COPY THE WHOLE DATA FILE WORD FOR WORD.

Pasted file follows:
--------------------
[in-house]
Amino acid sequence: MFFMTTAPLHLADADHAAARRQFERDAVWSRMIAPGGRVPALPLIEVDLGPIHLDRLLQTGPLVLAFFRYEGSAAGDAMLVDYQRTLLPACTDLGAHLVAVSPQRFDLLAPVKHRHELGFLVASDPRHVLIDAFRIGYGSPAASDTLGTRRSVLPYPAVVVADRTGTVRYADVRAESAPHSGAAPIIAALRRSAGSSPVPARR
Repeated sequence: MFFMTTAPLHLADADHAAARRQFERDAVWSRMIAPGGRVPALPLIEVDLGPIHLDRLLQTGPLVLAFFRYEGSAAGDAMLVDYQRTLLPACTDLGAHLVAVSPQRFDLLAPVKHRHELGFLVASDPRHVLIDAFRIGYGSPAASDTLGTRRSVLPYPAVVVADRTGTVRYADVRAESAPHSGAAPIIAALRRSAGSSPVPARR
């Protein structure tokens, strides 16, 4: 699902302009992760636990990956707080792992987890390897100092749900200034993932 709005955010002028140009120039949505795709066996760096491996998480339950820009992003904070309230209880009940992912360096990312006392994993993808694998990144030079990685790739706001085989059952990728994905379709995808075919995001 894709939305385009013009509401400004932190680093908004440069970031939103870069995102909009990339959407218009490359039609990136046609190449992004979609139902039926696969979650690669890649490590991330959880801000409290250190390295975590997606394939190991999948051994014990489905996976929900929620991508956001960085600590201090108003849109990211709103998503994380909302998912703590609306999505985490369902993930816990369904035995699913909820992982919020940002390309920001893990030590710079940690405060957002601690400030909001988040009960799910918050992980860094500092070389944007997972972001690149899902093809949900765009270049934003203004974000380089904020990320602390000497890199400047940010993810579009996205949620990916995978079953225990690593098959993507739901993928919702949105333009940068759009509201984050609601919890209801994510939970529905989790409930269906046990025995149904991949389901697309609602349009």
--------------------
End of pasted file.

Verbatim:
[in-house]
Amino acid sequence: MFFMTTAPLHLADADHAAARRQFERDAVWSRMIAPGGRVPALPLIEVDLGPIHLDRLLQTGPLVLAFFRYEGSAAGDAMLVDYQRTLLPACTDLGAHLVAVSPQRFDLLAPVKHRHELGFLVASDPRHVLIDAFRIGYGSPAASDTLGTRRSVLPYPAVVVADRTGTVRYADVRAESAPHSGAAPIIAALRRSAGSSPVPARR
Repeated sequence: MFFMTTAPLHLADADHAAARRQFERDAVWSRMIAPGGRVPALPLIEVDLGPIHLDRLLQTGPLVLAFFRYEGSAAGDAMLVDYQRTLLPACTDLGAHLVAVSPQRFDLLAPVKHRHELGFLVASDPRHVLIDAFRIGYGSPAASDTLGTRRSVLPYPAVVVADRTGTVRYADVRAESAPHSGAAPIIAALRRSAGSSPVPARR
């Protein structure tokens, strides 16, 4: 699902302009992760636990990956707080792992987890390897100092749900200034993932 709005955010002028140009120039949505795709066996760096491996998480339950820009992003904070309230209880009940992912360096990312006392994993993808694998990144030079990685790739706001085989059952990728994905379709995808075919995001 894709939305385009013009509401400004932190680093908004440069970031939103870069995102909009990339959407218009490359039609990136046609190449992004979609139902039926696969979650690669890649490590991330959880801000409290250190390295975590997606394939190991999948051994014990489905996976929900929620991508956001960085600590201090108003849109990211709103998503994380909302998912703590609306999505985490369902993930816990369904035995699913909820992982919020940002390309920001893990030590710079940690405060957002601690400030909001988040009960799910918050992980860094500092070389944007997972972001690149899902093809949900765009270049934003203004974000380089904020990320602390000497890199400047940010993810579009996205949620990916995978079953225990690593098959993507739901993928919702949105333009940068759009509201984050609601919890209801994510939970529905989790409930269906046990025995149904991949389901697309609602349009």